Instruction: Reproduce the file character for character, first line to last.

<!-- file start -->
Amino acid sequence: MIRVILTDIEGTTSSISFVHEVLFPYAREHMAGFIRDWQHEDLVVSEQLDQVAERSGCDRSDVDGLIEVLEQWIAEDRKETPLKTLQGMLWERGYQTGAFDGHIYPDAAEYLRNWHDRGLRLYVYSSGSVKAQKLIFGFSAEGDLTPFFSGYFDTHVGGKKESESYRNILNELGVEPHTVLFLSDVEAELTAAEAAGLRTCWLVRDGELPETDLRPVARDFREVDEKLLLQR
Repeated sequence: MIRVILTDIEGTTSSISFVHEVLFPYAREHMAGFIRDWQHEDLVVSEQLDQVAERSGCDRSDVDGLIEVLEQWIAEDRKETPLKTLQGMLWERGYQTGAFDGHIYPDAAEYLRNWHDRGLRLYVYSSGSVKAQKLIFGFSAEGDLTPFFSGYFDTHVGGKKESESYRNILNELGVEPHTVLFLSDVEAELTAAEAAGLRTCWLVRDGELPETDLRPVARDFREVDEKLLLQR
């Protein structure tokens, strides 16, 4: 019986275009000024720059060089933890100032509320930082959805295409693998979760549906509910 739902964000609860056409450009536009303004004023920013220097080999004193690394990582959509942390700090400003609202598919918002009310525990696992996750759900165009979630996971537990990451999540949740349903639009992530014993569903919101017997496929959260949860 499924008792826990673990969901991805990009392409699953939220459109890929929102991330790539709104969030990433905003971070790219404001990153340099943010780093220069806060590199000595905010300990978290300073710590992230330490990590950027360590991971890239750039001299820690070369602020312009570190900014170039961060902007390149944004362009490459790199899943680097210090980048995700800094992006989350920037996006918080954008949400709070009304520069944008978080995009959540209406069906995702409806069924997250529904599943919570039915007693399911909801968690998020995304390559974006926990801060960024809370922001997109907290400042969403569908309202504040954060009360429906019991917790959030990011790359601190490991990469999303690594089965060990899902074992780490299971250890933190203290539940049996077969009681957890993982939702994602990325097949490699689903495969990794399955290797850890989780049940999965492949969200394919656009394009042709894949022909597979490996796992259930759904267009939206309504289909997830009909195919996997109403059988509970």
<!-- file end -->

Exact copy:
Amino acid sequence: MIRVILTDIEGTTSSISFVHEVLFPYAREHMAGFIRDWQHEDLVVSEQLDQVAERSGCDRSDVDGLIEVLEQWIAEDRKETPLKTLQGMLWERGYQTGAFDGHIYPDAAEYLRNWHDRGLRLYVYSSGSVKAQKLIFGFSAEGDLTPFFSGYFDTHVGGKKESESYRNILNELGVEPHTVLFLSDVEAELTAAEAAGLRTCWLVRDGELPETDLRPVARDFREVDEKLLLQR
Repeated sequence: MIRVILTDIEGTTSSISFVHEVLFPYAREHMAGFIRDWQHEDLVVSEQLDQVAERSGCDRSDVDGLIEVLEQWIAEDRKETPLKTLQGMLWERGYQTGAFDGHIYPDAAEYLRNWHDRGLRLYVYSSGSVKAQKLIFGFSAEGDLTPFFSGYFDTHVGGKKESESYRNILNELGVEPHTVLFLSDVEAELTAAEAAGLRTCWLVRDGELPETDLRPVARDFREVDEKLLLQR
């Protein structure tokens, strides 16, 4: 019986275009000024720059060089933890100032509320930082959805295409693998979760549906509910 739902964000609860056409450009536009303004004023920013220097080999004193690394990582959509942390700090400003609202598919918002009310525990696992996750759900165009979630996971537990990451999540949740349903639009992530014993569903919101017997496929959260949860 499924008792826990673990969901991805990009392409699953939220459109890929929102991330790539709104969030990433905003971070790219404001990153340099943010780093220069806060590199000595905010300990978290300073710590992230330490990590950027360590991971890239750039001299820690070369602020312009570190900014170039961060902007390149944004362009490459790199899943680097210090980048995700800094992006989350920037996006918080954008949400709070009304520069944008978080995009959540209406069906995702409806069924997250529904599943919570039915007693399911909801968690998020995304390559974006926990801060960024809370922001997109907290400042969403569908309202504040954060009360429906019991917790959030990011790359601190490991990469999303690594089965060990899902074992780490299971250890933190203290539940049996077969009681957890993982939702994602990325097949490699689903495969990794399955290797850890989780049940999965492949969200394919656009394009042709894949022909597979490996796992259930759904267009939206309504289909997830009909195919996997109403059988509970």